The Ice Maiden
One place I'd really recommend in Arequipa is the Museo Santuarios Andinos where you can see the famous "Juanita, La Niña de los Hielos", a 550 year old Inca girl sacrifice found in 1995 by mountaineers in the ice on the summit of a nearby volcano. An adjacent volcano had erupted and blown ash to melt the summit snow to reveal her sacrificial site.
Juanita is displayed in a glass case along with a number of artifacts found with her, and lots of information about the Inca practice of human sacrifice. There's a also a good film about her discovery.
I thought it might seem a bit disrespectful to display her body in this way but I found that the museum has done a great job of doing this while still respecting the fact that she was a real person and treating her accordingly. I was very moved by the opportunity to see her and learn about her short life.
Santa Catalina Convent
This is the must-see sight in Arequipa. It's a complete miniature walled colonial town in the middle of the city. The buildings are painted in soft shades of terracotta and blue and are set around peaceful courtyards or along narrow alley ways. There's a beautiful scene around every corner and if you have a camara with you I guarantee it will go into overdrive!
You can visit the rooms where the nuns used to live. These aren't austere cells but well-furnished rooms - these nuns didn't live in poverty but instead had the best of everything, even a servant each! (The nuns who still live in the convent now keep to their own section of the convent, away from the tourists.)
You'll also see the laundry , the chapel and the visiting area, but the main attraction is simply the peace and quiet, only yards from the bustling streets of the city.
- Historical Travel
La Compañía and Cloisters
The beautiful facade of this church is worth a look for its interesting architectural features. You'll notice angels with idigenous faces and Andean motifs in the carvings of birds and flowers. The stone is the beautiful white sillar that is used in almost all of the other buildings in Arequipa. Inside the church, you'll find 17th century oil paintings by Bernardo Bitti who was trained at a famous art school in Cusco.
To the left of the main entrance of the church, you'll find a spacious cloister that was once a a monastery but is now basically a shopping plaza with shops selling alpaca products and other tourist-oriented merchandise. You can climb to the second level of the cloister for some nice rooftop views of the church tower and the city below.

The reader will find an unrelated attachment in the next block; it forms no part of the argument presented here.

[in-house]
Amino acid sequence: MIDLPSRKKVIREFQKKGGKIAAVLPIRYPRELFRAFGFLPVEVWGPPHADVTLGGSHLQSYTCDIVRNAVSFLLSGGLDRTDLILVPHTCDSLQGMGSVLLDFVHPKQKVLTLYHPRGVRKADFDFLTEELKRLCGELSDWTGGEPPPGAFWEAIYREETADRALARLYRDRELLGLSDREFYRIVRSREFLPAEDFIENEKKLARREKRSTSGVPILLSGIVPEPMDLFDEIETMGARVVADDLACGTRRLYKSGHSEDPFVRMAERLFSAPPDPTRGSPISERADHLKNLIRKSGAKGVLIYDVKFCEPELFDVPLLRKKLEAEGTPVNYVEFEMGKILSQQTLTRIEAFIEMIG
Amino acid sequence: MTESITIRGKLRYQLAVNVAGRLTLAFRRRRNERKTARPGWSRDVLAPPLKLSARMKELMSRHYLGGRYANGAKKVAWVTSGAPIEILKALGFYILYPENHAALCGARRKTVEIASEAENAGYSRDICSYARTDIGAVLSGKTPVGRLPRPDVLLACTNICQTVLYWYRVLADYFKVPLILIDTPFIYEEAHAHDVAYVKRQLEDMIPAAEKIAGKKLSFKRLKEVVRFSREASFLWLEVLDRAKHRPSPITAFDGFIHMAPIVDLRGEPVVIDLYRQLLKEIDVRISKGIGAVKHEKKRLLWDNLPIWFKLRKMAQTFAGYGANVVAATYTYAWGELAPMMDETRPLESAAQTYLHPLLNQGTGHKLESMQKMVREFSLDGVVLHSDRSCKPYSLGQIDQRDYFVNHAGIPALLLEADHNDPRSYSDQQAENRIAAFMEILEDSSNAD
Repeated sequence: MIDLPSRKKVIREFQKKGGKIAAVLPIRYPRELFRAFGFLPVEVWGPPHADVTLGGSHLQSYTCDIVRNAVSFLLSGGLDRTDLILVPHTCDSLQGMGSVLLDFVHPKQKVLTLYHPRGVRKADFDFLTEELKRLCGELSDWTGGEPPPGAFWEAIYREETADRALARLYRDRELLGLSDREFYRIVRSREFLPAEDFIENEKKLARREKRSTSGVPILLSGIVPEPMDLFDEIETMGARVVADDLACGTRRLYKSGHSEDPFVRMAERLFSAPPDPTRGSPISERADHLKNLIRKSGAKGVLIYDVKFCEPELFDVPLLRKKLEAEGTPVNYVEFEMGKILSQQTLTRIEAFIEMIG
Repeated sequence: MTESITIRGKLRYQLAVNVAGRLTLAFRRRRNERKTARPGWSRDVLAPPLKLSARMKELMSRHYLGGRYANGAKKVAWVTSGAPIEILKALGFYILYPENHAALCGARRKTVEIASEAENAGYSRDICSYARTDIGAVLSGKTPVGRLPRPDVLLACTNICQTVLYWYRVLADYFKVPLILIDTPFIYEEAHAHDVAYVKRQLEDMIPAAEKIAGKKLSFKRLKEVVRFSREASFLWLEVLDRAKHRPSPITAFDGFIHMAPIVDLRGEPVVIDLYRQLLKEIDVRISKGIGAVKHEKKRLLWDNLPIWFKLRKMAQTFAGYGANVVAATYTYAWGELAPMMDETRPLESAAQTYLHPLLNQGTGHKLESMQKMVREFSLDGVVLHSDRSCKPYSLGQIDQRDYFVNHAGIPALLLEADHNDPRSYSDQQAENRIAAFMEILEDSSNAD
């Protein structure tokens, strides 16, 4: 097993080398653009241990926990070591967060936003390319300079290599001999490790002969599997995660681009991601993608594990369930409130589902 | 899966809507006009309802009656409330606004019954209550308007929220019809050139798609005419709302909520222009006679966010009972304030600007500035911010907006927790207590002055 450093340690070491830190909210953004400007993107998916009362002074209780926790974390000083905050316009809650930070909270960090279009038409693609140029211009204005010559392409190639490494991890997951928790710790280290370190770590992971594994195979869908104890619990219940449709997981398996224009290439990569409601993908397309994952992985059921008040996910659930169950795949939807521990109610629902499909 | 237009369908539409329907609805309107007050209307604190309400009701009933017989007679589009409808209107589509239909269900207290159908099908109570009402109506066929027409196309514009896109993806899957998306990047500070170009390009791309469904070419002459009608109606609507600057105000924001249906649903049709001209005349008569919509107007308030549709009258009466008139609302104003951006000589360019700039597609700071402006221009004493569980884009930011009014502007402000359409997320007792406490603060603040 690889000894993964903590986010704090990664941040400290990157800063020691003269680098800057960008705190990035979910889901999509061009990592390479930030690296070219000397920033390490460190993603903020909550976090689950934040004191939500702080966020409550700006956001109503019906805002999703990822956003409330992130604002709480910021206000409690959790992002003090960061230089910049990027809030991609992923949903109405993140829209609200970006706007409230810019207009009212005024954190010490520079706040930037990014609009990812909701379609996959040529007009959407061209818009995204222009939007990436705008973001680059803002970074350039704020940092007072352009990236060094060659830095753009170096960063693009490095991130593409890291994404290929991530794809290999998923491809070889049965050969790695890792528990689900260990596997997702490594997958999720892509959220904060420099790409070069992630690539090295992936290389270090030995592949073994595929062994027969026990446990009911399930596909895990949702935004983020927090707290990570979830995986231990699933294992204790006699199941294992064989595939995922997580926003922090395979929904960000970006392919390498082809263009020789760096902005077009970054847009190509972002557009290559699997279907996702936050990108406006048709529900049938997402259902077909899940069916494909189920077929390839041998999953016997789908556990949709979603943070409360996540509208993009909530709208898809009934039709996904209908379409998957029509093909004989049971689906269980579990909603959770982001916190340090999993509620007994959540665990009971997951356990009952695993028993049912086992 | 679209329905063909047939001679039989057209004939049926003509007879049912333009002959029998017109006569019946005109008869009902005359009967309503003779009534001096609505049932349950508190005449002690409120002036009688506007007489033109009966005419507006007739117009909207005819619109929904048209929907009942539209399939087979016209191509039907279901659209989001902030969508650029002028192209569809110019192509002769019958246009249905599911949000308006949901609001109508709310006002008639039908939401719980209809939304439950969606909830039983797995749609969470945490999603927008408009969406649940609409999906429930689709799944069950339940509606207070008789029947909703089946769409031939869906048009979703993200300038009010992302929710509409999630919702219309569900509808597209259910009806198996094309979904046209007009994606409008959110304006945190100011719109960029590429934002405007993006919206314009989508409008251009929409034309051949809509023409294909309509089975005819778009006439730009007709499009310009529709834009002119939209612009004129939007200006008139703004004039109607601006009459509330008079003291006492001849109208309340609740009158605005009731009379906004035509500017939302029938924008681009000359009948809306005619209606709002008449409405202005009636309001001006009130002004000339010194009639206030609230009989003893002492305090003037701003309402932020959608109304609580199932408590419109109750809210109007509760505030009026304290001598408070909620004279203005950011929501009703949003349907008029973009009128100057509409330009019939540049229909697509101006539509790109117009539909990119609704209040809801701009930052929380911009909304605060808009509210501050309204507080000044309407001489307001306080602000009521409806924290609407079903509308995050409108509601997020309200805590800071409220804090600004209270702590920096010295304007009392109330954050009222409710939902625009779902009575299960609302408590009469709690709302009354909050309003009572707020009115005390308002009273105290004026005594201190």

Monasterio de Santa Catalina
The Santa Catalina Monastery was founded in 1579 only 40 years after the Spanish arrived. It is one of the most peaceful spaces that I saw in my entire Peruvian visit. It's really more of a separate city within a city, created over time and reconstructed due to earthquakes and tremors over the years. The nuns who lived here (and continue to live here today - there are about 30 active nuns) were given isolated quarters that allowed them to pursue their lives of solitude and devotion to God. As you walk through the heavily walled 5 acre complex, you'll pass by these individual quarters, each with their own charm. There are separate courtyards (the Courtyard of Silence, the Courtyard of Oranges, etc) and there is even a cafeteria where you can sample the foods prepared here by the nuns.
Check out my travelogue for more pictures.
Plaza de Armas
The Plaza de Armas sits was once the exclusive domain of the Spanish colonists and the indigenous people were not allowed access to this portion of Arequipa. When you approach the square, you can still get a sense that it was once sectioned off from the rest of town and once you arrive, you too will feel you are in an exclusive place. The arches surrounding the plaza are topped with beautiful balconies and the imposing, but graceful cathedral gives the space an elegant feel. Behind the cathedral, you can see the snow-capped mountains that surround Arequipa.